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Reviewed by:
  • The English Novel in History: 1700–1780, and: Licensing Entertainment: The Elevation of Novel Reading in Britain,1684–1750
  • D. N. Deluna
John Richetti, The English Novel in History: 1700–1780. New York: Routledge, 1999. x + 290 pages.
William B. Warner, Licensing Entertainment: The Elevation of Novel Reading in Britain, 1684–1750. Berkeley and Los Angeles: University of California Press, 1998. xvi + 325 pages.

Warner’s book opens with a chapter-long survey of critical understandings of the eighteenth-century British novel—from John Dunlop’s (1841) to Taine’s to Watt’s—which are all dismissed as the distorting constructions of intellectuals seeking to elevate this fiction into literary respectability. A true broader understanding of the period’s novels, Warner argues, must recognize their status as entertaining narratives that gave rise to modern media culture. While aware that “it is impossible to define the novel in any definitive way” because of its “long history in European writing, its sheer plurality, and the amorphous ductility peculiar to novels” (p. 47), Warner proposes that it is a form used “to divert or amuse” where “in the decisive but enigmatic exchange between the entertainment and the entertained, desire is engaged” (p. 45). Further, it is for him an early manifestation of media culture, defined as “the practices of production and consumption associated with print media . . . [whose] only consistent ideology is that of pleasure itself” (p. 93).

By entertainment Warner actually means “adult” entertainment. And by media culture he means a wide readership addicted to such, denials or vociferous condemnations of the habit notwithstanding. Indeed, his book focuses on early British erotic fiction which incorporates censorious discourse that in context functions defensively to interrupt and excuse the reader’s pornographic self-indulgence.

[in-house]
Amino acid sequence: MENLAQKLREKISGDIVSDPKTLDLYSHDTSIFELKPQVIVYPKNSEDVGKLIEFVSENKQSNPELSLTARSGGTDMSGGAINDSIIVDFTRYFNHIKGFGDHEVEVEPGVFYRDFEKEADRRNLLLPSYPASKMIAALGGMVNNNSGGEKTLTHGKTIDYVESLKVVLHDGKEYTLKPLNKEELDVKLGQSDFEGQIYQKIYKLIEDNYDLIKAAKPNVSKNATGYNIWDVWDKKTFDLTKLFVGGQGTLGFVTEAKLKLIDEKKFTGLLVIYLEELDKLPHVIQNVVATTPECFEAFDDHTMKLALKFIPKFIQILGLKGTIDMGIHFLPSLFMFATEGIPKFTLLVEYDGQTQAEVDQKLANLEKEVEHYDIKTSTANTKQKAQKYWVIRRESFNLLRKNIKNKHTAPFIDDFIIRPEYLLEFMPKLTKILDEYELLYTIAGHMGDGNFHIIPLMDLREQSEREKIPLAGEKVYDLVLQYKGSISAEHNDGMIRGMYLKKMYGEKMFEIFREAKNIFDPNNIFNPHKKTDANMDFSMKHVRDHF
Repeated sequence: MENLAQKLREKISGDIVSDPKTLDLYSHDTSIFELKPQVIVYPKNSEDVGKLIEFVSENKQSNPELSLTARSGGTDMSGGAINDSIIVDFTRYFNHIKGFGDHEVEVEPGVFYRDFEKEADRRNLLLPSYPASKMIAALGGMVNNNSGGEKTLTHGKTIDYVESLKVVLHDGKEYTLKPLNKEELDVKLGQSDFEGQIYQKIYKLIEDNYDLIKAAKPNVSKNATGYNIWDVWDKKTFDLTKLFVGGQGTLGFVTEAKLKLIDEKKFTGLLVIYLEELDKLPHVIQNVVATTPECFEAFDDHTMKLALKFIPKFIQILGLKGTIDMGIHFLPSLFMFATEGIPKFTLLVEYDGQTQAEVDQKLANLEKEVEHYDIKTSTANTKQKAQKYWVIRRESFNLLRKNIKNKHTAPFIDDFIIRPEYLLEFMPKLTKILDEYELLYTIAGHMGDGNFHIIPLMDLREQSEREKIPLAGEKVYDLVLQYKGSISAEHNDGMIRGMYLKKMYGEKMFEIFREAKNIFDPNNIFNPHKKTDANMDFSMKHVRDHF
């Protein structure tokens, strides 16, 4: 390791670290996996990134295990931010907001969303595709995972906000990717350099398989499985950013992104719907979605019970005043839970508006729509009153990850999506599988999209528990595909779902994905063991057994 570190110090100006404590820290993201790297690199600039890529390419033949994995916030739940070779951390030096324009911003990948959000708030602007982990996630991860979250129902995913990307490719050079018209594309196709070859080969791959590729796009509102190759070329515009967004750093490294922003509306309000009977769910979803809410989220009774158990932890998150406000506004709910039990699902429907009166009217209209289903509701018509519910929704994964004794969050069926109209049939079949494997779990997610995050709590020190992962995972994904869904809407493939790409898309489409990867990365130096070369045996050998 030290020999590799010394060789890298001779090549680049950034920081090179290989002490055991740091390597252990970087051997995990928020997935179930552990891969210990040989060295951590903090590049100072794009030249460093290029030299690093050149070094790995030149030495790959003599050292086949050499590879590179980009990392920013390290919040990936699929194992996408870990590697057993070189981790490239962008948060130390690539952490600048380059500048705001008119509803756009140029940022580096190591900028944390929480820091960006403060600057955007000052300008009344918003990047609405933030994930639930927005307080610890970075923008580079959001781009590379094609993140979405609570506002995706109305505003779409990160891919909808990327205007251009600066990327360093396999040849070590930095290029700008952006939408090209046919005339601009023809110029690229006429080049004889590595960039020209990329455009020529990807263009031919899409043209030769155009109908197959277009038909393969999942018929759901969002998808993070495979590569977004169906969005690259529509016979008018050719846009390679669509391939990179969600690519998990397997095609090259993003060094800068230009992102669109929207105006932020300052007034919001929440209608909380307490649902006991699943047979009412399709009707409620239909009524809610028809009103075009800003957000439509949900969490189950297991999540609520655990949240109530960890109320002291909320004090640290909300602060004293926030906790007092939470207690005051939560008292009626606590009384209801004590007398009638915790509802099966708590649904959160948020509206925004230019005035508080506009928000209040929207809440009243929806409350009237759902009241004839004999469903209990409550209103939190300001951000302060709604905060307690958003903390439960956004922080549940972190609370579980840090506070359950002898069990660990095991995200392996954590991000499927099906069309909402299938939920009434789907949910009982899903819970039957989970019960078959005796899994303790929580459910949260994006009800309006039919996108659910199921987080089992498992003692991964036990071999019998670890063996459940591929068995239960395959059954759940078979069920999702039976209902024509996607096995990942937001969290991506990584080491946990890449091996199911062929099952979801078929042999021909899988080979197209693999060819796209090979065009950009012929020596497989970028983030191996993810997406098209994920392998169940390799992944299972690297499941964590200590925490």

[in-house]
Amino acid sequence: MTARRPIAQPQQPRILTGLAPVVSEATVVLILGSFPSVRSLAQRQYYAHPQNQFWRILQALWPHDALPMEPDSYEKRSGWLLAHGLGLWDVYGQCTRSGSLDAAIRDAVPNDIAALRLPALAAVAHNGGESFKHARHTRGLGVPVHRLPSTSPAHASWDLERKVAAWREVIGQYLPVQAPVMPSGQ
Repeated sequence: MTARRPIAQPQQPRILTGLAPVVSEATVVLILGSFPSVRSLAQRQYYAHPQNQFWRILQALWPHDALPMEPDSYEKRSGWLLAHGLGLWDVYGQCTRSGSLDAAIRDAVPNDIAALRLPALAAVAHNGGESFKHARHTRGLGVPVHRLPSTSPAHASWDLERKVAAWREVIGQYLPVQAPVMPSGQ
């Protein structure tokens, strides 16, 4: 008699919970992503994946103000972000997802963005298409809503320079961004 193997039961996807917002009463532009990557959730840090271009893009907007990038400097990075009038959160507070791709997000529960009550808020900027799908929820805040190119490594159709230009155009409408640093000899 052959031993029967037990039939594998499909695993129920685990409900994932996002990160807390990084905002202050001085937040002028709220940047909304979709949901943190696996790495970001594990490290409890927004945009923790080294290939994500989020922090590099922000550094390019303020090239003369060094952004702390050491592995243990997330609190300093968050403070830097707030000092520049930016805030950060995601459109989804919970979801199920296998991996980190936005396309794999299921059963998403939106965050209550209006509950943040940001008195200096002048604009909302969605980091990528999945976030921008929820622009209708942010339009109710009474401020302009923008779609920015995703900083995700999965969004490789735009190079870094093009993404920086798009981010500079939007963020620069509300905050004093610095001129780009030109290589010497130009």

Chapters 2 through 5 discuss works by Aphra Behn (Love Letters), Delariviere Manley (New Atalantis), and Eliza Haywood (Love in Excess), and what Warner claims is a moralistically primed parody of their novels in Defoe’s Roxana. These chapters comprise the best account to date of the formulaic aspects of such erotic fiction, typical ingredients of which include familiar heterosexual and lesbian sex scenes featuring retro-libertines (female and male); occasional [End Page 1130] kinky action (such as Briljard’s attempted rape upon Silvia’s breasts in Love Letters and the climax by strangulation symbolically conjured, in Roxana, when the Prince strangely clasps a diamond necklace around the Fortunate Mistress’ neck); seduction schemes; New Comedy plot complications of amorous intrigue; thrillingly emotive romantic verbiage; and the genre’s discourse condemning sexual license.

Although Warner notes that “pleasures disowned become discomforting and, through embarrassment, a kind of unpleasure” (p. 41), he stresses that this censorious discourse normally functions not only to defend but to enhance the erotic pleasures of readers. Hence the limited success, detailed in chapter 5, of Richardson’s effort to reform the novel along anti-pornographic lines in Pamela and the appeal of what critics have referred to as this work’s Puritan striptease (and even of certain “anti-pamela” works, like Pamela Censured, that fixate on the salacious materials of Richardson’s text). In a final, overclever chapter, Fielding is seen confronting the tradition of the erotic novel and rejecting its guilty pleasures in practice but not in theory: These pleasures are successfully evoked and disabled in Shamela but given theoretical sanction in Tom Jones through Fielding’s ironically paternalistic authorial mask embodying “the Law”—Warner’s term conflating Freud’s superego, Lacan’s Name-of-the-Father, and the Establishment of sixties’ countercultural protest.

This book treats subject matter that has been ignored in old and new canonizing studies of eighteenth-century British fiction. The exception, however, is Warner’s own earlier ReadingClarissa” (1979), which offended certain feminists and ideologues of culturally conservative stripe by insisting on this masterwork’s erotic components, notably the prim Clarissa’s unacknowledged sexual interest in her rake and rapist, Lovelace. This larger study should again so provoke some readers. A “Conclusion” encoding a pro-pornographic stance celebrates Lovelacean “libertine interpretation” (p. 281), the “allure to readers of the novels of amorous intrigue, as well as the freedom of readers to read what they want” (p. 290), and...

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